Mariela E. Camisassa
Pro Bono Attorney
How long have you been practicing law?
I have been practicing law for about 8 years.
What area of law do you specialize in?
We represent all types of clients in removal proceedings as well as family based petitions. We handle a large amount of children's cases in which children are seeking asylum or special immigrant juvenile status, SIJS.
If you work for a firm, which firm?
Manduely & Camisassa, PC.
Why did you choose to volunteer with Esperanza?
I started volunteering for Esperanza right after I passed the bar exam in 2009. I became aware of their outstanding work through a friend and I immediately felt that I wanted to be a part of what they were doing. From the beginning I loved the fact that Esperanza existed. In my mind they were an amazing organization with very well trained attorneys that provided excellent representation to children and families in need. I would say I chose Esperanza because of their advocacy and professionalism.
What was your experience like as a pro bono attorney for Esperanza?
My experience has always been positive. They have always answered all my questions and I have received the training that I needed from Esperanza to efficiently represent children
Tell us a little bit about your client’s form of relief and claim. What was the result in the case?
Through the years I have taken numerous cases pro bono from Esperanza. I recently took on the case of a boy from Guatemala. This child never met his father; he was abandoned by his mother and severely abused by his aunt. He not only suffered physical abuse but he was also sexually abused by some neighbors. We applied for asylum under TVPRA and the asylum office approved the case.
How did you feel after you received the result in your case? How did your client feel?
I always feel great when I receive positive results. It is very rewarding to help a child to stay in a safer environment. When my children receive favorable results, most of them are very grateful and overjoyed. I can see hope rising in their faces. The fear of being separated from mom, dad or other family members vanishes. They know that they can remain with their loved ones and they are not going to be deported. Fortunately, I have only received any favorable results. Most of these cases are not difficult to win.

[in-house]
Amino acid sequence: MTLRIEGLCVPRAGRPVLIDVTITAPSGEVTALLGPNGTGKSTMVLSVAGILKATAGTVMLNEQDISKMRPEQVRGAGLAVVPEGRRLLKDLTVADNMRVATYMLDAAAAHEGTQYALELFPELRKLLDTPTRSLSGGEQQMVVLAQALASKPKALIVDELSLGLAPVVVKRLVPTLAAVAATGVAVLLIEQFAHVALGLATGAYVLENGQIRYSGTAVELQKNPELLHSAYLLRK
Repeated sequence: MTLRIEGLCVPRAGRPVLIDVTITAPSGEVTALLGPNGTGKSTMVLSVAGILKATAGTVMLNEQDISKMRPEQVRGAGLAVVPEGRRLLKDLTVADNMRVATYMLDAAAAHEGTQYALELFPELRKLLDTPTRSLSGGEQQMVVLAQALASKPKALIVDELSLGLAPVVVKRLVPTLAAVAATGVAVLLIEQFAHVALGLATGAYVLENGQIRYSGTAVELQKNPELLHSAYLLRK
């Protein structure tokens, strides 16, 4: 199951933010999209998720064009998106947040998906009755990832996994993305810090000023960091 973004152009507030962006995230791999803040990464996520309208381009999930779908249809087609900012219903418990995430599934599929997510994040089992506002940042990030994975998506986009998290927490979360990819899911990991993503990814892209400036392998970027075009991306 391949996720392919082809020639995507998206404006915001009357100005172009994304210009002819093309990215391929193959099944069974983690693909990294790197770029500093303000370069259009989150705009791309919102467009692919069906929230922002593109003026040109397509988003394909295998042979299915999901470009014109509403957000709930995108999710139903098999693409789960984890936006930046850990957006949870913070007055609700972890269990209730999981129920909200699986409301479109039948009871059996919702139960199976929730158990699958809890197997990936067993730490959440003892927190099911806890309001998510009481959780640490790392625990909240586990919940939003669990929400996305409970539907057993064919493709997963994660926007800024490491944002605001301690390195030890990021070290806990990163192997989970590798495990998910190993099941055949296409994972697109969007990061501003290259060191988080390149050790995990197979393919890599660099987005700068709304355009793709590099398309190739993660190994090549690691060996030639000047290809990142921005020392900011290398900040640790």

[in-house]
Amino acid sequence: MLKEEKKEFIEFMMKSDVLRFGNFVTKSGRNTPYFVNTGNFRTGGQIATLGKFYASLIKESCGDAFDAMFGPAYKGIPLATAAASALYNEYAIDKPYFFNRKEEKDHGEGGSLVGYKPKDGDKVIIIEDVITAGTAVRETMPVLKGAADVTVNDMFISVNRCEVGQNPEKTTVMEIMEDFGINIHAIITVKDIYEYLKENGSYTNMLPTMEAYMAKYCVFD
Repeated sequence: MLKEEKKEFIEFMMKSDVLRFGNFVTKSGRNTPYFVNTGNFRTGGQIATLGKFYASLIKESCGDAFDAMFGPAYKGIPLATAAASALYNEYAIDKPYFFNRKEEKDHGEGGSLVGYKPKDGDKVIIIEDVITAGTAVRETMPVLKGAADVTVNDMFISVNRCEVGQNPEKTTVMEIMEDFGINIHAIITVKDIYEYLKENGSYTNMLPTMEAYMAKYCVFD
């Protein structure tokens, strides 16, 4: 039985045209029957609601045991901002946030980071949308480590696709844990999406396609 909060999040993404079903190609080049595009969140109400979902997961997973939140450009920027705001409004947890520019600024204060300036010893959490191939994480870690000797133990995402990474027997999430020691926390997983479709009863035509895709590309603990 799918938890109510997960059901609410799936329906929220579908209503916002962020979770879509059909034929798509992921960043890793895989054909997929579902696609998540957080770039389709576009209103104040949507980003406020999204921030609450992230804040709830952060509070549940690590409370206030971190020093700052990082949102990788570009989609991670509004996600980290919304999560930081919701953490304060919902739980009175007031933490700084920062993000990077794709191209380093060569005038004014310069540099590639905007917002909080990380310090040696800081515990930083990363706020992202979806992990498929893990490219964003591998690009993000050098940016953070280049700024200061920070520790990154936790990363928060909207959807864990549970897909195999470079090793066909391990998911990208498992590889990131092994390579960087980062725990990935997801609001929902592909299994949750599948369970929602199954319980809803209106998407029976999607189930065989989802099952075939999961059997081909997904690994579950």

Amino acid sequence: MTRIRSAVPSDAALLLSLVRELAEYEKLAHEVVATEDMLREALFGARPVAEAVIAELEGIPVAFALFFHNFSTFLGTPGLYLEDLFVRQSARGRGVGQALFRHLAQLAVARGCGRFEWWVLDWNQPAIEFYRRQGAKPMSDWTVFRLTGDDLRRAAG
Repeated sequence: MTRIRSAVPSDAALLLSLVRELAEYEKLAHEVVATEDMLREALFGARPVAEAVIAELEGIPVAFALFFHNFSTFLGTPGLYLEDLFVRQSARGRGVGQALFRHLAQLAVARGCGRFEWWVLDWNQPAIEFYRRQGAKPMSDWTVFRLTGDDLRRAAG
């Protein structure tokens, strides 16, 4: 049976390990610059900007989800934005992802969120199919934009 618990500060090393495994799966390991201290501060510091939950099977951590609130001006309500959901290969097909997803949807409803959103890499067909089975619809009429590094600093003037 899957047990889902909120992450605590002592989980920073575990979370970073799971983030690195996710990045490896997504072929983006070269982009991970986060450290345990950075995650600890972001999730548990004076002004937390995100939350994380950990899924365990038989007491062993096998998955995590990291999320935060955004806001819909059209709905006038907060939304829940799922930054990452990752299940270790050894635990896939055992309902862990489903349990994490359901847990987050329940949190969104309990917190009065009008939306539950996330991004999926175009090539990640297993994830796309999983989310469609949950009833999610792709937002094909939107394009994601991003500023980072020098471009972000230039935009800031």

What advice would you give to a lawyer considering taking a case from Esperanza?
The experience of representing children is rewarding but it requires much patience. My advice is you should take a case because you become a more well rounded and understanding attorney just by connecting with the realities these children experience. Children are very smart and can recall a lot of details of what has happened to them. But it always requires patience to build trust. I always make sure that they understand that I am representing them and not their parents.
What was the most challenging aspect of your pro bono case?
Communication with the client is always challenging. In my last case, my client was 19 years old and he did not have much parental support; which is typical in these cases. Many parents work and it is difficult for them to bring the kids to our office for appointments. This particular client would constantly lose his phone. It was really difficult to keep in contact with him. Nevertheless, I always reminded myself to be patient and persistent in reaching out to him. Most of the time this happens because of their dysfunctional background.
What did you learn from your experience taking a pro bono case?
I learned about the different aspects of representing a child in immigration proceedings. It is not only about winning the case; it is also making sure that the child is safe and well taken care of. Esperanza has great legal trainings that cover many aspects of children's representation.
Why is Esperanza’s mission important to you?
Esperanza brings justice to the most vulnerable members of our society. They keep families together and children safe. I love children, and I enjoy partnering with Esperanza in bringing justice to children's lives.